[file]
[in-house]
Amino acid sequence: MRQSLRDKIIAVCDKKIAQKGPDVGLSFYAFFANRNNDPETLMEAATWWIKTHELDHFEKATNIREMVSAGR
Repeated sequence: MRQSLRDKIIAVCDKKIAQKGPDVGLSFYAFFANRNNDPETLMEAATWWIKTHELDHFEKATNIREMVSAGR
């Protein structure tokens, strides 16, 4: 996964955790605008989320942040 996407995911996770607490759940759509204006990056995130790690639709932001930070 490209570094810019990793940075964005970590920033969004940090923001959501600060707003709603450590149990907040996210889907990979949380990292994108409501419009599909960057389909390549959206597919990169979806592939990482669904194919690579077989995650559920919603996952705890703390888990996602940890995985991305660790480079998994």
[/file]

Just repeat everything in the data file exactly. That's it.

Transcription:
[in-house]
Amino acid sequence: MRQSLRDKIIAVCDKKIAQKGPDVGLSFYAFFANRNNDPETLMEAATWWIKTHELDHFEKATNIREMVSAGR
Repeated sequence: MRQSLRDKIIAVCDKKIAQKGPDVGLSFYAFFANRNNDPETLMEAATWWIKTHELDHFEKATNIREMVSAGR
């Protein structure tokens, strides 16, 4: 996964955790605008989320942040 996407995911996770607490759940759509204006990056995130790690639709932001930070 490209570094810019990793940075964005970590920033969004940090923001959501600060707003709603450590149990907040996210889907990979949380990292994108409501419009599909960057389909390549959206597919990169979806592939990482669904194919690579077989995650559920919603996952705890703390888990996602940890995985991305660790480079998994």